Scientists might have had a breakthrough in the battle against a threat which could decimate Australia’s valuable wheat crop.
Researchers are developing wheats capable of resisting a new strain of rust disease which risks huge losses to Australia’s $6 billion annual grain crop.
Wheat stem rust can attack all above-ground parts of the plant, including the stem, leaves and inflorescence.
Infected wheat plants may also produce shrivelled grain, while an untreated infection could reduce grain yield by up to 90 per cent.
The new strain Ug99 (found in Uganda in 1999) is a virulent strain of wheat stem rust first detected in Africa and the Middle East that has overcome 17 out of 34 stem rust resistance genes found in wheat.
Around 30 per cent of current wheat varieties are susceptible to the Ug99 strain, and scientists are working to ensure Australian crops are protected against the disease.
Ug99 has not been detected in Australia, but an outbreak could cost the industry up to $1.4 billion over a decade, according to the CSIRO.
A previous major stem rust outbreak in Australia in 1973 affected crops across four states and cost the wheat industry between $1.8 billion and $2.7 billion (in 2014/15 dollars).
Desperate to avoid a Ug99 outbreak, scientists are working to develop wheats with a stronger and potentially more durable level of resistance by «stacking» five resistance genes together.
Researchers combined and inserted five different wheat resistance genes to make it much harder for rust pathogens to attack wheat successfully.
«Our approach is like putting five locks on a door — you’re making it very difficult to get in,» Lead CSIRO researcher Dr Mick Ayliffe said.
«Rigorous field testing showed that our gene stack approach provided complete protection against the rust pathogens we were targeting.»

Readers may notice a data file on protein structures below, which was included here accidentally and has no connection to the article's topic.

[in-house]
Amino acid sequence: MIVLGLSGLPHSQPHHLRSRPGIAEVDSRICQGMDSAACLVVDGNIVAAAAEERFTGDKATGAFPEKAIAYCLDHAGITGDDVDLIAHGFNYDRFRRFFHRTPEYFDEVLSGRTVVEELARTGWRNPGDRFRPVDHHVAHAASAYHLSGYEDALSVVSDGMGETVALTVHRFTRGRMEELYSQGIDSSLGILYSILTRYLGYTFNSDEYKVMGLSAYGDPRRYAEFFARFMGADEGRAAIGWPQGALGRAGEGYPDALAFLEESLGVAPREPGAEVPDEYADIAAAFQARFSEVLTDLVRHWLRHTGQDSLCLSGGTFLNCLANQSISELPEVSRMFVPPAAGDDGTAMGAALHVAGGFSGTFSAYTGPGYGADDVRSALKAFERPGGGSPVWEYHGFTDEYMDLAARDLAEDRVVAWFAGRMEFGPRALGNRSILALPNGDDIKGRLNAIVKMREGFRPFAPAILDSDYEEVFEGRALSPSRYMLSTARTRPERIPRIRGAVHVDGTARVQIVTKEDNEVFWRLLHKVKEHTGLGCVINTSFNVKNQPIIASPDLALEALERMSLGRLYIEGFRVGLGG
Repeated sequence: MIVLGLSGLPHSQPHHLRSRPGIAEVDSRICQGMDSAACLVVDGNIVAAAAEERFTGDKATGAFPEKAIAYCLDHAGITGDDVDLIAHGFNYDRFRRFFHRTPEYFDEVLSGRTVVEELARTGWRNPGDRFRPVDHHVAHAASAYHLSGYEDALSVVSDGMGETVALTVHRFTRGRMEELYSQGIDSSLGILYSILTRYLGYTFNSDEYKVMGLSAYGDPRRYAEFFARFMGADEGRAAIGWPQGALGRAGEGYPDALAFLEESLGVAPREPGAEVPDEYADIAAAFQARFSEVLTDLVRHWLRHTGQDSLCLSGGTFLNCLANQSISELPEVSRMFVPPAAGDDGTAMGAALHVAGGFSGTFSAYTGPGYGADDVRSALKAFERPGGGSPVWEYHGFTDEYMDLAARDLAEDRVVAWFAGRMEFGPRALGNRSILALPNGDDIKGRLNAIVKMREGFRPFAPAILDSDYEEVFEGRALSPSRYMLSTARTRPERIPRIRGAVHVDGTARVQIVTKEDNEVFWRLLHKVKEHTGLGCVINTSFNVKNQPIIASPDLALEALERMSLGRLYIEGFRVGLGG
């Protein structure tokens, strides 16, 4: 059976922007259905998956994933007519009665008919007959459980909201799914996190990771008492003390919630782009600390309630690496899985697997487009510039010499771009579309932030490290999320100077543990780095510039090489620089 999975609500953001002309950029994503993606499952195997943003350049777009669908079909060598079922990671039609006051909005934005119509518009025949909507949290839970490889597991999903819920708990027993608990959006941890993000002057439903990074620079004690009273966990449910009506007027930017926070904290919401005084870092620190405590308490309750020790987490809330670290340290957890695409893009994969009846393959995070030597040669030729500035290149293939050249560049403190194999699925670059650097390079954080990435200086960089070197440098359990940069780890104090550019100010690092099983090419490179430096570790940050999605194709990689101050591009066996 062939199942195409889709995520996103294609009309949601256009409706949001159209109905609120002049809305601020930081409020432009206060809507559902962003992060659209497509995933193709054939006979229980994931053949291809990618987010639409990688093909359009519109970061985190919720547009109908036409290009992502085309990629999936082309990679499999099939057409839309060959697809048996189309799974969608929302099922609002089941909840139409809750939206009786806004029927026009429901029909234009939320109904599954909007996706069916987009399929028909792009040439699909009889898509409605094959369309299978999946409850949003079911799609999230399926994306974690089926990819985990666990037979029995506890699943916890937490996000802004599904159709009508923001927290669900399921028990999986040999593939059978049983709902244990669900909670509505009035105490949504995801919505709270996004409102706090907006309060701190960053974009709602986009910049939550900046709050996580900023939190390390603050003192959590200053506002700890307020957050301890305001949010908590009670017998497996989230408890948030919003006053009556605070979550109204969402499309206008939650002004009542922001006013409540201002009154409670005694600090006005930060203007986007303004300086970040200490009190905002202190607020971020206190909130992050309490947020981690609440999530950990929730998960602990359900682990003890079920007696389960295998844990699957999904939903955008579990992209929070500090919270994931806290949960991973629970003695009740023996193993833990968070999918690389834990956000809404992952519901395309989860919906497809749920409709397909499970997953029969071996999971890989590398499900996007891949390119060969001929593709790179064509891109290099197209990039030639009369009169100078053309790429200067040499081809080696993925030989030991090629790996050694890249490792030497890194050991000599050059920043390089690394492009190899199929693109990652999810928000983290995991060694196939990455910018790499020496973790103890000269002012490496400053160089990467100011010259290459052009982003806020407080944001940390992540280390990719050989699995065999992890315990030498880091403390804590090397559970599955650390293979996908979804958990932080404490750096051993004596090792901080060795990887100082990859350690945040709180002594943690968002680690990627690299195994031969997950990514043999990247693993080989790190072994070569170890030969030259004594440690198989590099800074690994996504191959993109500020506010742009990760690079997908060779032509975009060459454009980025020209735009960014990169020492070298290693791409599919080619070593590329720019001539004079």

Dr Ayliffe said the approach could be used globally to protect crops.
«This promising gene stacking technology is a way we could rust-proof not only Australia but international crops as well,» Dr Ayliffe said.
«It’s a valuable insurance policy in case we face mutations in wheat rust with catastrophic virulence, with the ability to deploy long-lasting solutions to the field much sooner than we would have in the past.»
Wheat provides around 20 per cent of the world’s calorie intake, making crop protection vitally important for world food security, with cereal rusts also affecting barley, oats, rye and triticale crops.
Dr Ayliffe said the international study had targeted stem rust.
Still, the same technology can breed against stripe and leaf rust diseases as well, and in different existing wheat varieties to add resistance.
Wheat rust can rapidly mutate, making it difficult for wheat breeders to respond quickly using conventional breeding.
The disease spreads from plant to plant by spores, which are small, light, and survive for several days.
In addition to being spread by wind, spores can easily attach to clothing, machinery and tools allowing movement and spread between farms and regions.
Adoption of this new in-built resistance technology would also be a valuable tool for integrated pest management, lowering the need for fungicides and increasing the durability of the management tools for farmers.